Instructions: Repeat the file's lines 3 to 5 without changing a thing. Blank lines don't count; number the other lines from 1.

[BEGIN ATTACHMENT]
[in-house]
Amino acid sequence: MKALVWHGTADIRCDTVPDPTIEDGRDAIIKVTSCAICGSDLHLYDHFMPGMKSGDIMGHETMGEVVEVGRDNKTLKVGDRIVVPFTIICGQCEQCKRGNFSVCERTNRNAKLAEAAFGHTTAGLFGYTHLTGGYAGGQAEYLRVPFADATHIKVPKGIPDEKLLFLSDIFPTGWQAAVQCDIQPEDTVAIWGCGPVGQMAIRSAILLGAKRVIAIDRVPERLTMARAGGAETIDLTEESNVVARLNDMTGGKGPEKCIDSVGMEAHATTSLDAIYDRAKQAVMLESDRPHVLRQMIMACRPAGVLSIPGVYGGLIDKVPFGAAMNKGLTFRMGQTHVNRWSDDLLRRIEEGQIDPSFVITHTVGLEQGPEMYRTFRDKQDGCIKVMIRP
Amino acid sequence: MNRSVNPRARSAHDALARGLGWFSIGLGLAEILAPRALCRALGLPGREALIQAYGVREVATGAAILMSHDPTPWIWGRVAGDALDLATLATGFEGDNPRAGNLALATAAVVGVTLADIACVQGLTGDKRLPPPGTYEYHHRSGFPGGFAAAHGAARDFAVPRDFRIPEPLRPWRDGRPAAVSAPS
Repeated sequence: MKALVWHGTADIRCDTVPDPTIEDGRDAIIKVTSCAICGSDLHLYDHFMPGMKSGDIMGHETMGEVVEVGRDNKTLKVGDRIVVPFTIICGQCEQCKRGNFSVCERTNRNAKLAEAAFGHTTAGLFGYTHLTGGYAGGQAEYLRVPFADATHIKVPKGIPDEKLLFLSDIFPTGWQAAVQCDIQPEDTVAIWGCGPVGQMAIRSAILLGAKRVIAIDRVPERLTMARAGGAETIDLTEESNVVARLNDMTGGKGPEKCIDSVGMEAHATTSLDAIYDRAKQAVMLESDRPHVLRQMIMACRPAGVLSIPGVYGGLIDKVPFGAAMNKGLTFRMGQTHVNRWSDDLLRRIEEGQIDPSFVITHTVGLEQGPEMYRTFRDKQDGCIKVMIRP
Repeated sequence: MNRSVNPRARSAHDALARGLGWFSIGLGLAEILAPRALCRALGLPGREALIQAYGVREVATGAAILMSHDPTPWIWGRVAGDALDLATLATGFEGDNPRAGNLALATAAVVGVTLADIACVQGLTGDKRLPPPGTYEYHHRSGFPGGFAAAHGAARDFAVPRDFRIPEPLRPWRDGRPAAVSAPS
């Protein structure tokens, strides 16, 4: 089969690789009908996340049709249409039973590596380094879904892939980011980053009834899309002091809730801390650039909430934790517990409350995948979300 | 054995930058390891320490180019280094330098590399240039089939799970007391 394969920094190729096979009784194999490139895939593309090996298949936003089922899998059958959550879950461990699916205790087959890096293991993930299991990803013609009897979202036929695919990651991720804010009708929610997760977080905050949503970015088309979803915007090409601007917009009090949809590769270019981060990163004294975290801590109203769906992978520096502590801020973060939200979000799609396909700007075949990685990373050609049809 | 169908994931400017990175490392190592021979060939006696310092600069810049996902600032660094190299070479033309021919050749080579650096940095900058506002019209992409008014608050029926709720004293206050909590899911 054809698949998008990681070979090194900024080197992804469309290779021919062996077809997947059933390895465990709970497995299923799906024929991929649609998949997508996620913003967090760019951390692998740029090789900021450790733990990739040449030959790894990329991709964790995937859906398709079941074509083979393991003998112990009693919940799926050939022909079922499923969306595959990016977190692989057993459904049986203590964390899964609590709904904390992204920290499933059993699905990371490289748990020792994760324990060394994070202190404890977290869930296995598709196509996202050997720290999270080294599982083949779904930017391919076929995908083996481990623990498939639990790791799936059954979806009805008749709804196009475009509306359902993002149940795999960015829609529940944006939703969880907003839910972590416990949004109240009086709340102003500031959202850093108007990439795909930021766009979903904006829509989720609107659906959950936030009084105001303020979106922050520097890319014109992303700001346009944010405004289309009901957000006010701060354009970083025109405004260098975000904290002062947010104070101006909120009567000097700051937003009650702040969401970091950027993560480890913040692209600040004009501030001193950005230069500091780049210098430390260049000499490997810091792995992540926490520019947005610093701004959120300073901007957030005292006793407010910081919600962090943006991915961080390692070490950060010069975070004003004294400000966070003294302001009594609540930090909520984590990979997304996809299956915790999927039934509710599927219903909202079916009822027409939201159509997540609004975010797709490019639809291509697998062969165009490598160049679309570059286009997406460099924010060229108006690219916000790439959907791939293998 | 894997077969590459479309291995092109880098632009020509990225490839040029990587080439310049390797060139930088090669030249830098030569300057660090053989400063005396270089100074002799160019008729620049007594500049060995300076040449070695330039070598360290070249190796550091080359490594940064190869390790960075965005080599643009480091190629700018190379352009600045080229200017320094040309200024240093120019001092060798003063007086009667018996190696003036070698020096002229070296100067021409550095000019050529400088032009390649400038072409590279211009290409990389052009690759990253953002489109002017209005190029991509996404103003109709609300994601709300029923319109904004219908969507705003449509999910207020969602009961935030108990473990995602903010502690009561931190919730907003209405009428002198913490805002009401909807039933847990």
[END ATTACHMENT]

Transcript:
Amino acid sequence: MNRSVNPRARSAHDALARGLGWFSIGLGLAEILAPRALCRALGLPGREALIQAYGVREVATGAAILMSHDPTPWIWGRVAGDALDLATLATGFEGDNPRAGNLALATAAVVGVTLADIACVQGLTGDKRLPPPGTYEYHHRSGFPGGFAAAHGAARDFAVPRDFRIPEPLRPWRDGRPAAVSAPS
Repeated sequence: MKALVWHGTADIRCDTVPDPTIEDGRDAIIKVTSCAICGSDLHLYDHFMPGMKSGDIMGHETMGEVVEVGRDNKTLKVGDRIVVPFTIICGQCEQCKRGNFSVCERTNRNAKLAEAAFGHTTAGLFGYTHLTGGYAGGQAEYLRVPFADATHIKVPKGIPDEKLLFLSDIFPTGWQAAVQCDIQPEDTVAIWGCGPVGQMAIRSAILLGAKRVIAIDRVPERLTMARAGGAETIDLTEESNVVARLNDMTGGKGPEKCIDSVGMEAHATTSLDAIYDRAKQAVMLESDRPHVLRQMIMACRPAGVLSIPGVYGGLIDKVPFGAAMNKGLTFRMGQTHVNRWSDDLLRRIEEGQIDPSFVITHTVGLEQGPEMYRTFRDKQDGCIKVMIRP
Repeated sequence: MNRSVNPRARSAHDALARGLGWFSIGLGLAEILAPRALCRALGLPGREALIQAYGVREVATGAAILMSHDPTPWIWGRVAGDALDLATLATGFEGDNPRAGNLALATAAVVGVTLADIACVQGLTGDKRLPPPGTYEYHHRSGFPGGFAAAHGAARDFAVPRDFRIPEPLRPWRDGRPAAVSAPS